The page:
Queer representation in government is necessary for community-minded policy outcomes.
In late September, I attended Toronto’s only leaders debate that addressed LGBTQ issues precluding the federal election. The event felt underwhelming: the openly gay Conservative candidate who was slated to attend did not show up (thanks to lack of instruction from CPC HQ), and in his absence, merely one of three of the other candidates on stage self-identified as LGBTQ. In a room full of queer people eager to have their issues addressed, three white, cisgender men (two of whom were straight) spewed campaign policy at the crowd for a few hours.
The gay MP hopeful who did show up, NDP incumbent Craig Scott, was not re-elected on October 19. In the crimson tide that overtook this year’s election, Scott and two other LGBTQ-identifying incumbents—former Gaspésie-Îles-de-la-Madeleine NDP MP Philip Toone and former Chicoutimi-Le Fjord NDP MP Dany Morin, both from Quebec—lost their seats. In their place, one new NDP candidate (Sheri Benson of Saskatoon West) and two Liberal candidates (Randy Boissonnault of Edmonton Centre and Seamus O’Regan of St. John’s-Mount Pearl) who identify as LGBTQ have been elected. That three LGBTQ incumbent losses were matched by three new LGBTQ candidates could be a cause for celebration.
But with Scott out of the picture, downtown Toronto is no longer represented federally by an openly queer MP.
More troubling is the fact that only six LGBTQ-identifying MPs have been elected this year, accounting for just 1.7 per cent in Parliament. If those numbers seem low, it’s because they are. In fact, those numbers have been unchanging since 2006—just one year after gay marriage was legalized across Canada. Only one of the elected MPs this year was a woman. Just 20 candidates across all four major parties were openly LGBTQ this election.
The lack of queer representation in Canadian federal politics caught the attention of Andrew Reynolds, a professor of political science at the University of North Carolina at Chapel Hill. Reynolds, who is the director of UNC’s LGBTQ Representation and Rights Research Initiative, recently released “LGBTQ Candidates in the 2015 Canadian Federal Election: Stalled Progress?,” a report that has tracked the lacklustre show of openly queer candidates this election.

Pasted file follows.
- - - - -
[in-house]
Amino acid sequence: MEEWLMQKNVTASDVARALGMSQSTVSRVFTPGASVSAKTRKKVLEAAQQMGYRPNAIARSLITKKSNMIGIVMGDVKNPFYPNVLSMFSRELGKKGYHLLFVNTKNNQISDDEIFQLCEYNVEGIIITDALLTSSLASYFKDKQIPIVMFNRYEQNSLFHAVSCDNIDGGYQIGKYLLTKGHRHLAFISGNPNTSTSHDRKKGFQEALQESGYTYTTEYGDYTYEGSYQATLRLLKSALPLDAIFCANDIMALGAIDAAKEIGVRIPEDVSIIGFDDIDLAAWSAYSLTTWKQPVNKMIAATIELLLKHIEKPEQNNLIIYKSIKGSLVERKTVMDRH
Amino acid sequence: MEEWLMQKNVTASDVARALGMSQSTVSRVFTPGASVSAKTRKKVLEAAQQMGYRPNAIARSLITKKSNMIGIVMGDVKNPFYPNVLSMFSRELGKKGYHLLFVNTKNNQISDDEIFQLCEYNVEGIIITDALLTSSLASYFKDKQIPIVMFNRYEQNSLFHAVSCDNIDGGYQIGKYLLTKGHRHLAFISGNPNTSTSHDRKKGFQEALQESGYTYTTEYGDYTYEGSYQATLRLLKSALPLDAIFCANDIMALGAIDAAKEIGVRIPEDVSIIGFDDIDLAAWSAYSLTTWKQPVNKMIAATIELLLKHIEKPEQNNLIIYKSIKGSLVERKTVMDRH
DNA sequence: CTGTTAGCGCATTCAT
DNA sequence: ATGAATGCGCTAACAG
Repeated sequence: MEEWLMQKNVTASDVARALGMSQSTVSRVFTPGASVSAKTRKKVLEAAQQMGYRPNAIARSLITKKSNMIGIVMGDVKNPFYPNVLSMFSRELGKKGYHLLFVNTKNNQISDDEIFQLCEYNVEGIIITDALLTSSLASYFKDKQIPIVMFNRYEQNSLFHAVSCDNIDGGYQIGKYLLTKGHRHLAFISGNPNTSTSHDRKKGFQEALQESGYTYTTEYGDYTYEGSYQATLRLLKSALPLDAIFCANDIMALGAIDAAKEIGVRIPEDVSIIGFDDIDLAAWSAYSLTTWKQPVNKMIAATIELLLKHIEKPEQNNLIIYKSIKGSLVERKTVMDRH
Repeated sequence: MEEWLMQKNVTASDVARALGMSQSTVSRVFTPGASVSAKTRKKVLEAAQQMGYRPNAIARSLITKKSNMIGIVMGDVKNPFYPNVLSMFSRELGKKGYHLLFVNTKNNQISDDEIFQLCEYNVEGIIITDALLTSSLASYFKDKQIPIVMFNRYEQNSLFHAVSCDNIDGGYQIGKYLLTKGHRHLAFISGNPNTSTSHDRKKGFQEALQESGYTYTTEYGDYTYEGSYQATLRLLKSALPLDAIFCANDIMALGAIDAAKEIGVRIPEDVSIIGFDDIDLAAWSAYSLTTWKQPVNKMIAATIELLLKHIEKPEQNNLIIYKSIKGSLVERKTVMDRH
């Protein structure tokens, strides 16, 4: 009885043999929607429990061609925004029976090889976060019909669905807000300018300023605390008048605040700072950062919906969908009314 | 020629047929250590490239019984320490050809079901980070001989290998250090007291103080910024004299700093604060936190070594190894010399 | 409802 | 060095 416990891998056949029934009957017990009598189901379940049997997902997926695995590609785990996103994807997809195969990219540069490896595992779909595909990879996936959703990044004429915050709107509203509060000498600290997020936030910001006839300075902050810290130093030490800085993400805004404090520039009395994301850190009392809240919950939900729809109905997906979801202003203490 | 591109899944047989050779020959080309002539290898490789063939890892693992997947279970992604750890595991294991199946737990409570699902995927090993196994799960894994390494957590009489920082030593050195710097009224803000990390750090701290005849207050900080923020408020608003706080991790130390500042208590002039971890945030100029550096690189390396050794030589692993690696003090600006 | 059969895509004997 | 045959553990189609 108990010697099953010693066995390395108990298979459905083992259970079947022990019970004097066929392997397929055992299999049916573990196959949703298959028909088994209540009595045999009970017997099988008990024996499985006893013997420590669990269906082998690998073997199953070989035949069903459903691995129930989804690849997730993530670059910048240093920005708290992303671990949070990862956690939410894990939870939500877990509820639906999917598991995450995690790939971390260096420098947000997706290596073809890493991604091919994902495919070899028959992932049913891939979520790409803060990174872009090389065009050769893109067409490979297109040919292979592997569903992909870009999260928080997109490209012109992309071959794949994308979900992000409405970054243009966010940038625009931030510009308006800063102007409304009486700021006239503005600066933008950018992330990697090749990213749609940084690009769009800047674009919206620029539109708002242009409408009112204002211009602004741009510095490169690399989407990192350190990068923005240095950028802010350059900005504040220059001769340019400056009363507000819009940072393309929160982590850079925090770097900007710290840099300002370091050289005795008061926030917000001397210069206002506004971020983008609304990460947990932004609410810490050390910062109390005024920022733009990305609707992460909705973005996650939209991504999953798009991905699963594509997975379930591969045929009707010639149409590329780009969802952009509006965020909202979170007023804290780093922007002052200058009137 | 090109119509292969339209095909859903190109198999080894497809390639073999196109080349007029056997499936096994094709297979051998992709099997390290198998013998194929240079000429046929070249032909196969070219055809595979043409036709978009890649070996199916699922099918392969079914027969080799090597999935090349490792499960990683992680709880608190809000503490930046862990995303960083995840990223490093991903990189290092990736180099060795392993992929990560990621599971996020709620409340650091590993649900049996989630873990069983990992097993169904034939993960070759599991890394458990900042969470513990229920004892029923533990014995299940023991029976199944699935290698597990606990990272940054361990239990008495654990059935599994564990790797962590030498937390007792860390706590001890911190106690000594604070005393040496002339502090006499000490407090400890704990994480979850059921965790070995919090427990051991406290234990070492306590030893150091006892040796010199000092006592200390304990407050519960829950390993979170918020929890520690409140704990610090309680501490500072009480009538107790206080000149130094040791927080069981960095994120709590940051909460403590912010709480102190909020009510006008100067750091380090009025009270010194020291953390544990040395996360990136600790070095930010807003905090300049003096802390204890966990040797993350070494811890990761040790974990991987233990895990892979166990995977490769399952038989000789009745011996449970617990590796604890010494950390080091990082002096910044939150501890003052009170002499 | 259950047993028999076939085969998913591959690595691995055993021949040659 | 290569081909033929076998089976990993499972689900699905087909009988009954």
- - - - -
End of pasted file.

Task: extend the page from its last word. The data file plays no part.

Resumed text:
The NDP boasted the most openly LGBTQ candidates (10 of 20); their downfall this election certainly factors into the stagnant, rather than increasing, number. Reynolds says it’s up to the majority and opposition parties—in this case, the Liberal and Conservative—to put up more LGBTQ candidates. They’re the parties that need to set the precedent, or “pull up their socks and make it a cross-party thing,” as he puts it.
Reynolds says the U.K. is the ideal—where Canada should be representatively. Of 650 MPs, 50 are openly LGBTQ; that’s about 8 per cent. There, any proposed anti-gay legislation would be gawked at—by the Tories, no less. By comparison, we live in a country where our Conservative Party’s platform still cites marriage as a union between one man and one woman.
Frighteningly, Reynolds says our country is closer to the U.S. by ways of representation.
Surely, rumours about Jason Kenney and John Baird’s life in the “glass closet” don’t do much to encourage LGBTQ candidates to come forward. Yet, “there is scant reason to believe that LGBTQ identifying Canadians struggle to be elected because of their identity,” Reynolds found in his research.
In their absence, Canada’s queer community remains without a strong voice at the top tiers of government. While allies in Parliament can certainly make an effort to bolster LGBTQ visibility when it comes to federal law-making, they still aren’t members of the community. Lived experience as an LGBTQ person brings about a perspective on community issues that perhaps a straight ally can’t understand in the same way.
Reynolds says it most eloquently: “You cannot make public policy without the voice of the LGBTQ community.”
The emotional connection and benefit of having openly queer politicians in government has made all the difference in Ontario. When NDP Parkdale-High Park MPP Cheri DiNovo, who identifies as queer, introduced a bill to ban LGBTQ conversion therapy, it passed with all-party support—despite the fact that it was a private members bill, which seldom become law. During the bill’s second reading, openly gay premier Kathleen Wynne, along with other queer MPPs, shared their own coming-out stories and the importance of making the bill law. It was a show of solidarity from those who understand its effects best.
It was the same show of solidarity that was lacking at the LGBTQ leaders debate. When asked about Bill C-279, Bill Morneau, the now newly elected Liberal MP for Toronto-Centre, was unable to articulate why Prime Minister Justin Trudeau was absent from the bill’s vote in the House of Commons back in March of 2013. He instead told the crowd that trans rights matter to the Liberal Party, that he attended Toronto’s trans marches. The answer wouldn’t suffice for an audience of those part of the transgender community. Turning up at a Pride event wouldn’t be enough.
The onus is now on those in the majority—especially the Liberals—to make change come next election. Just four more years of inadequate representation.